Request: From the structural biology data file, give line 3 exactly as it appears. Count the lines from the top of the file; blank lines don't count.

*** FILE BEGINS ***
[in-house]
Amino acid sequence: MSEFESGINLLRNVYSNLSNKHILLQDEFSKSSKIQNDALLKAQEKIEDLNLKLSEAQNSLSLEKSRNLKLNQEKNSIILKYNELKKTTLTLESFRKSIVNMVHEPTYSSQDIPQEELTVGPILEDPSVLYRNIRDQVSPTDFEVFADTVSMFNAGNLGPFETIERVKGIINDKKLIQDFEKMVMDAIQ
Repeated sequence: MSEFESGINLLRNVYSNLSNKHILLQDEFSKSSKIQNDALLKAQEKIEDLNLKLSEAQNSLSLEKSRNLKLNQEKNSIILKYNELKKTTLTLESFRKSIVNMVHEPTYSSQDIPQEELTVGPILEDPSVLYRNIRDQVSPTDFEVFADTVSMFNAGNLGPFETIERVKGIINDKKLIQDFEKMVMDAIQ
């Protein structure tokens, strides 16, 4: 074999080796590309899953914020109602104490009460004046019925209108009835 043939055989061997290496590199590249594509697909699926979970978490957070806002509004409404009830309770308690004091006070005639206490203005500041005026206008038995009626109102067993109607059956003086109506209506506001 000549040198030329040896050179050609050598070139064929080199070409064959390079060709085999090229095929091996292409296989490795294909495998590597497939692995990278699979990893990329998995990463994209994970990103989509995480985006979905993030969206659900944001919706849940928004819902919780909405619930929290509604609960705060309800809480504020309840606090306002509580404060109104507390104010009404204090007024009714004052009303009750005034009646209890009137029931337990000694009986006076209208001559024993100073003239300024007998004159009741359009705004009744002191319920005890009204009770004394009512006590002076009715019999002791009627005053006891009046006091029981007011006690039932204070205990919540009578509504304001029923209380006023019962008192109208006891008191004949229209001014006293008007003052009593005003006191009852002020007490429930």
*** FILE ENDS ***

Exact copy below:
Repeated sequence: MSEFESGINLLRNVYSNLSNKHILLQDEFSKSSKIQNDALLKAQEKIEDLNLKLSEAQNSLSLEKSRNLKLNQEKNSIILKYNELKKTTLTLESFRKSIVNMVHEPTYSSQDIPQEELTVGPILEDPSVLYRNIRDQVSPTDFEVFADTVSMFNAGNLGPFETIERVKGIINDKKLIQDFEKMVMDAIQ